Alliance of Glycobiologists for Detection of Cancer Fact Sheet
What is the Alliance of Glycobiologists for Detection of Cancer?
The Alliance is a trans-National Institutes of Health initiative to discover and develop new classes of molecular markers that can be used to detect cancer early. This effort seeks to discover, develop, and clinically validate cancer biomarkers by targeting complex carbohydrates, or the "glycan," part of a molecule.
Biomarkers are substances that can be found in the blood, other body fluids, or tissues, and used to measure informative biological processes. In addition to genes and proteins, they can be complex carbohydrate (sugar) structures that are attached to protein and lipid (fat) molecules.
Eight NCI-Supported Tumor Glycomics Laboratories make up the primary component of the Alliance. The Consortium for Functional Glycomics (CFG)and the Glycomics and Glycotechnology Resource Centers funded by the National Institute of General Medical Sciences (NIGMS), the Programs of Exellence in Glycosciences of the National Heart, Lung, and Blood Institute (NHLBI), and NCI's Early Detection Research Network (EDRN) are the partnering components.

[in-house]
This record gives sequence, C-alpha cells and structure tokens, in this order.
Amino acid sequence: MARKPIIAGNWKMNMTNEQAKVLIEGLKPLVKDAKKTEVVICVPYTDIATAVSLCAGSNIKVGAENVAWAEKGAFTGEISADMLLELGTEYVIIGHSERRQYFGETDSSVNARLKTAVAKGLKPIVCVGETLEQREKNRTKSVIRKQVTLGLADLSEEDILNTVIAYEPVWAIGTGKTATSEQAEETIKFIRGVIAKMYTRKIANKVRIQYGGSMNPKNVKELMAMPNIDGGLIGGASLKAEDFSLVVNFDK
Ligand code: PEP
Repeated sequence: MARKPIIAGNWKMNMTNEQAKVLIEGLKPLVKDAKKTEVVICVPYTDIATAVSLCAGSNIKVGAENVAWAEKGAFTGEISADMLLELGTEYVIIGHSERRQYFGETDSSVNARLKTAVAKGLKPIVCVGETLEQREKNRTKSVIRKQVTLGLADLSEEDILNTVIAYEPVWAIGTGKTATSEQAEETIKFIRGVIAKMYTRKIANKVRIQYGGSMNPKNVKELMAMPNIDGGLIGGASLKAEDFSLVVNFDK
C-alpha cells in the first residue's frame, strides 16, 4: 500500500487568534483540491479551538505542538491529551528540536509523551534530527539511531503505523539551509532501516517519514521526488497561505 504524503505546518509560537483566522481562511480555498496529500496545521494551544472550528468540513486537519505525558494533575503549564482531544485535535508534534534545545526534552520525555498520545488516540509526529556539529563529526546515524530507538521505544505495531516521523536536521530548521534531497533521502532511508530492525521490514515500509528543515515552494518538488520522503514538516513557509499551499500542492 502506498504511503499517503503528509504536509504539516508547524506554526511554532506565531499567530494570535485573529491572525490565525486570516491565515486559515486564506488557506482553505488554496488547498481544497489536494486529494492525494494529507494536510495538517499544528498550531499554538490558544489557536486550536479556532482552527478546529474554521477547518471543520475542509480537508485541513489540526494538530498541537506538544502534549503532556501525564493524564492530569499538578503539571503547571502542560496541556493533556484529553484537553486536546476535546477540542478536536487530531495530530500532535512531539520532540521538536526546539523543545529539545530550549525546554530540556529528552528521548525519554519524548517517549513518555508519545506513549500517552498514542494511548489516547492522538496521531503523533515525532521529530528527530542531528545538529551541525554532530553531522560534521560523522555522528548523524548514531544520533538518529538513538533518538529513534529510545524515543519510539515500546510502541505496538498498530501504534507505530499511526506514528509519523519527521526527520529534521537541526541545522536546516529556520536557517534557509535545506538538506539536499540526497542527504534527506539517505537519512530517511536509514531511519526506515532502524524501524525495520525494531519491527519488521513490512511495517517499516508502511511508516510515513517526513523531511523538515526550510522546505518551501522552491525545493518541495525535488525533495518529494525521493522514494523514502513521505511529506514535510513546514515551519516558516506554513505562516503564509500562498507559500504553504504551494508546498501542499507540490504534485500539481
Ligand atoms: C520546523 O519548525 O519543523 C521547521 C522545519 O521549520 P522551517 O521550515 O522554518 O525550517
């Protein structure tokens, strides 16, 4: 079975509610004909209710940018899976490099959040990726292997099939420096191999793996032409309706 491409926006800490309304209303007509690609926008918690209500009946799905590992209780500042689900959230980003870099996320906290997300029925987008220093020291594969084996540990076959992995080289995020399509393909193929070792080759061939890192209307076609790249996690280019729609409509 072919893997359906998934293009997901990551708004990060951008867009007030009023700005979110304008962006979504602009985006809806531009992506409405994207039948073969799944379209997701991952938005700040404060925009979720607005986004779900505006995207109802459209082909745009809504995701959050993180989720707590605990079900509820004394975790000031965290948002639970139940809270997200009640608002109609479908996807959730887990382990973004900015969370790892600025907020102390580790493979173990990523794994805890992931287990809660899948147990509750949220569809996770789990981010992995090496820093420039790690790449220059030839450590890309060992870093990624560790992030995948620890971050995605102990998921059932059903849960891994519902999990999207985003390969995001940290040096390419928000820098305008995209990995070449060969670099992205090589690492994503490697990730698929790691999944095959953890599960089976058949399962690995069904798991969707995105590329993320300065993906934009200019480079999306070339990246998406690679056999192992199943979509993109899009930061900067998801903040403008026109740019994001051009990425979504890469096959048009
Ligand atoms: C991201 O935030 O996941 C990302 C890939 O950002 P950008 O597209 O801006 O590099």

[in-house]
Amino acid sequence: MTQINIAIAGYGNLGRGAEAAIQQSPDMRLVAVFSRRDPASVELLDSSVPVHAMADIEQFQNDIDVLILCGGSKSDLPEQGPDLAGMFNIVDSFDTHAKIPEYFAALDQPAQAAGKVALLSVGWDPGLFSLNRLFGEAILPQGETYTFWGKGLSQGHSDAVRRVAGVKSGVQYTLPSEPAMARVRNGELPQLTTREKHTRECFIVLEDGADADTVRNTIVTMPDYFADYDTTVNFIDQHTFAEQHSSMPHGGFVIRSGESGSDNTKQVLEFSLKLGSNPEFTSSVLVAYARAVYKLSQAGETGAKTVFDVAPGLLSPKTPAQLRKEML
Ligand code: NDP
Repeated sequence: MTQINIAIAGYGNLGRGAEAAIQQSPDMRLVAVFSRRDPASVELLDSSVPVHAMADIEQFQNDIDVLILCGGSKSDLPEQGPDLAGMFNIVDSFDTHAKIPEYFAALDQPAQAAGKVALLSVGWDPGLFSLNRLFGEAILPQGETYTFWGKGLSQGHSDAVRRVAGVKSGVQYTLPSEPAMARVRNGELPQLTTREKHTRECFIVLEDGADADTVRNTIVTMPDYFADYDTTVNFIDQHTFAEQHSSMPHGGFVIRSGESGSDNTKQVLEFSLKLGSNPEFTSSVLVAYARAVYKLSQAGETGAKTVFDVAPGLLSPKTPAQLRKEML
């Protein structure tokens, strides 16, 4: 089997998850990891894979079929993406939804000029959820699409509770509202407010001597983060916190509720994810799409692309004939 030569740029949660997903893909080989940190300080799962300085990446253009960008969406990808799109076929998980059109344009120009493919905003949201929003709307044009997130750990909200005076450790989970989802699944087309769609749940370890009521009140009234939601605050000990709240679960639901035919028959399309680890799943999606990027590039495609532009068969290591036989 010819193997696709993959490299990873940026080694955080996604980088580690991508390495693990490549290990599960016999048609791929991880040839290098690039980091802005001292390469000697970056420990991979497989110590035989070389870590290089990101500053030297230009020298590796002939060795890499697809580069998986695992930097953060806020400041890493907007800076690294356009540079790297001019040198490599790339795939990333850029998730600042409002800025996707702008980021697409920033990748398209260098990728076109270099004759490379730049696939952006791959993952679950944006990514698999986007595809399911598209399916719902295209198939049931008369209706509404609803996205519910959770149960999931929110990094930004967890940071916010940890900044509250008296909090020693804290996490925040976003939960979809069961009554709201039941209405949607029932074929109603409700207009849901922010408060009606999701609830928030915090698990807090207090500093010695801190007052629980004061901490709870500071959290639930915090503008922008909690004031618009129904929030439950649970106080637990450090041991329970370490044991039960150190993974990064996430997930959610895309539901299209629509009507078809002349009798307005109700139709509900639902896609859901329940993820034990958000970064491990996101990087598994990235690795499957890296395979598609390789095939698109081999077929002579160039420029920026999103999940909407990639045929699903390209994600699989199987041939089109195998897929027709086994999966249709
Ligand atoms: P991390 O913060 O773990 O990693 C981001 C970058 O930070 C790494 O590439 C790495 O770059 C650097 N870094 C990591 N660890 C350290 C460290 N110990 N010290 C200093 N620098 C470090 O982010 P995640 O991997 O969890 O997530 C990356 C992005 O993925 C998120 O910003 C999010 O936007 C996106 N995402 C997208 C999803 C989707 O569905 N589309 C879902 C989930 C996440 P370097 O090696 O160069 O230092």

Why was the Alliance created?
Glycomic biomarkers based on the carbohydrate portion of a glycoprotein represent a largely untapped arena relevant to cancer detection and diagnosis. The goal of this program is to identify clinically-relevant glycans that can enhance diagnostic performance, either alone or in combination with existing markers. Since no single institution or individual has the resources or expertise to expand the existing knowledge of glycobiology in relation to cancer, NCI in 2007 launched the Alliance of Glycobiologists for Detection of Cancer to bring together groups and individuals in a focused endeavor.
What are glycans?